We live in a world that is moving at breakneck speed. I don’t just mean the speed with which we are hurtling in our orbit around the sun, or the speed at which our planet is spinning. The pace of life itself seems to be accelerating, enabled by advances in technology, innovations in organisational techniques, and even pressures to perform well and outperform others.
and if you are anything like me you get rather frustrated when things do not move as fast as you think they should. Right now I am experiencing ‘techno-angst’ caused by my computer running a necessary and important backup process while I am trying to do other things with it. My computer is definitely a bloke because it struggles with multitasking and everything is running slowly this morning as a result. Tasks which it could normally manage almost instantaneously are now preceded by animated cursors indicating that the computer is thinking about doing something. I have not bothered measuring how long these delays are, nor how much more slowly my work is being produced, but I would not be surprised if, over the course of the year, there were significant numbers of days being lost to employers and home life that are being accompanied by these animated icons.
We have assimilated technology and the instantaneous nature of communication to such an extent that we now get frustrated when it doesn’t operate at the expected speed. When our broadband connection runs slowly we grind of teeth in frustration. When our computer fails to multitask as well as we hope we experience steam coming out of our ears. When traffic does not flow at top speed we rant at it (either internally or verbally). When change does not take place as quickly as we would like we sigh and roll our eyes.
We forget that it was not so many years ago that all of this was the stuff of science fiction. I was commenting to someone yesterday that when Star Trek: the Next Generation first appeared on our TV screens and they were controlling computers with touchscreens I thought that this was somewhat fanciful. I now use a tablet computer in my daily life and even use it to preach from instead of pieces of paper! (There is always the frisson of excitement with the thought that the tablet might freeze or crash in the middle of the sermon and I will not have a backup plan. Living on the edge!) science-fiction films were computers were controlled by voice were considered to be at best visionary or even somewhat unlikely just a couple of years ago and now we talk to our mobile phones to discover information and I am dictating to my computer right now.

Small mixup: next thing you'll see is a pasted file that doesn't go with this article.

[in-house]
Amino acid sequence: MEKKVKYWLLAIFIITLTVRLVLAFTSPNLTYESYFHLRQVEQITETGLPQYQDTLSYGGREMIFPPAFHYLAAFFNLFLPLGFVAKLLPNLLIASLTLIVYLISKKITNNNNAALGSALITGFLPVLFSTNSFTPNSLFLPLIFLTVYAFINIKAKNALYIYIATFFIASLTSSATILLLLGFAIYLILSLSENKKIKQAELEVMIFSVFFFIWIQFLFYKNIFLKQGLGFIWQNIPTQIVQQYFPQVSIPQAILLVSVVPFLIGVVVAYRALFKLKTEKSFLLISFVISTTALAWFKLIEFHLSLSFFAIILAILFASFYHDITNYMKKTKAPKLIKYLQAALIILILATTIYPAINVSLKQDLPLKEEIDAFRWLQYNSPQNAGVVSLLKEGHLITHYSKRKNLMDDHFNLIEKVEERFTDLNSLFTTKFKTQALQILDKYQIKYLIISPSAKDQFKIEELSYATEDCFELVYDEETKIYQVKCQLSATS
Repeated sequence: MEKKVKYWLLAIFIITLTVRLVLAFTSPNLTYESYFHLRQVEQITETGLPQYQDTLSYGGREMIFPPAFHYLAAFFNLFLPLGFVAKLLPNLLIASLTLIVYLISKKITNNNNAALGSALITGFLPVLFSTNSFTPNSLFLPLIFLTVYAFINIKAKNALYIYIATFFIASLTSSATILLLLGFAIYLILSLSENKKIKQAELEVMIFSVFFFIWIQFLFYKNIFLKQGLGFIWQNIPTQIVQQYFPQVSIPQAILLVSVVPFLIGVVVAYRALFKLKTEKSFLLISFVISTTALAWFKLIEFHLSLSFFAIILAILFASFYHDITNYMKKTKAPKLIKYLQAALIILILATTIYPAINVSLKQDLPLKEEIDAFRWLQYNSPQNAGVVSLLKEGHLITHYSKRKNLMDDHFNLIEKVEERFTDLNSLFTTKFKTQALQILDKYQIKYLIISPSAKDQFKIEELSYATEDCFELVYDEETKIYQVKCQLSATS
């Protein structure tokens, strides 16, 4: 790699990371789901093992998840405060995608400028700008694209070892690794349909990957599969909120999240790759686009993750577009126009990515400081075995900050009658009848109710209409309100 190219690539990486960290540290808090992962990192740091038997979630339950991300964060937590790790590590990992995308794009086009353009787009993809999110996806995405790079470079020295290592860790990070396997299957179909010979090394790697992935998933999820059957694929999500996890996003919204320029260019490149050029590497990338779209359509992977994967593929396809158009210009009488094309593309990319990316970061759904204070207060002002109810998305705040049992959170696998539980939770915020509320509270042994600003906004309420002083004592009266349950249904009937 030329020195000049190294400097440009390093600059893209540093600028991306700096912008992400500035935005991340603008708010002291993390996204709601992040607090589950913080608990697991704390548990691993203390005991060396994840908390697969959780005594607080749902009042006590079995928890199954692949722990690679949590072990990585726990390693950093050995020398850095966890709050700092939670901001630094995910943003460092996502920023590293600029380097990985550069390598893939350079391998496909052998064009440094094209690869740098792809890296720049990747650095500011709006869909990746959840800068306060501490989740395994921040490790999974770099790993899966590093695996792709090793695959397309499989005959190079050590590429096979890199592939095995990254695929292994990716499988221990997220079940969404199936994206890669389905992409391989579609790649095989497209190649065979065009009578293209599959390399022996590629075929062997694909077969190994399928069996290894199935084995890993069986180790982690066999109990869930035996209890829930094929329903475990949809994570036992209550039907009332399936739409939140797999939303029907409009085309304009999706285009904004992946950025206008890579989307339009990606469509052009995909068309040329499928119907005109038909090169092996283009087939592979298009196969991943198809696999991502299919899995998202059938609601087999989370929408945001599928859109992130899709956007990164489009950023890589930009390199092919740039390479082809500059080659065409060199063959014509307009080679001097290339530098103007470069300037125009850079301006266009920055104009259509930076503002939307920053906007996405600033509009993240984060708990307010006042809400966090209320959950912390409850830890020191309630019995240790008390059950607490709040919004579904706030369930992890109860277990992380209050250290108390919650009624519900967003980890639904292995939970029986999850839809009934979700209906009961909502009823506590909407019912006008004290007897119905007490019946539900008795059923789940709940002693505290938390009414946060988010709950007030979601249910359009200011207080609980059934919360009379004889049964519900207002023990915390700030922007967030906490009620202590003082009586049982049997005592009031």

In the hymn Abide with Me there is a line: “change and decay in all around I see”. Many people still associate change with the K: it is seen as a bad thing. We would much rather not have to change so that we can carry on within our comfortable lives. Change is disturbing, disruptive and disorientating. At least it is if we view it negatively. Change for a hungry person that brings food is welcomed. Change for the homeless that brings accommodation is embraced. Change for those who are shackled by guilt that brings liberation is celebrated.
I have commented before in a bloggage that most of the world does not have access to the technology with which you are reading this. Many of them would not even dream of it because it is so far beyond their daily experience. So before I start ranting about the speed of my computer I should bear in mind that the majority of the people in this world do not even have access to a pocket calculator. Before I complain about being stuck in a traffic jam I should remember that billions of people travel by foot, all would never be able to save enough money to own their own vehicle. When I I’m frustrated that I have not got a signal on my mobile phone I should remember that even though there are probably more mobile phones in the world that people, most people in the world do not have access to them, or even a landline.
It’s all about recapturing that attitude of gratitude. I think it’s a lovely phrase because it strips off the tongue, but it’s an even better phrase because it reflects how God would have us live: grateful to him for all that we have, grateful for all the blessings that we experience, grateful for the people around us who stand beside us even in the worst of circumstances, grateful for Jesus.
and… Relax. Breathe. Smile.
Be blessed, be a blessing. Make it so (for ST:TNG fans you will understand that reference)
ITILTOE – toilet is out of order (see previous two days for context)
One of the worst things about atheism is that ultimately there is no one to be grateful to.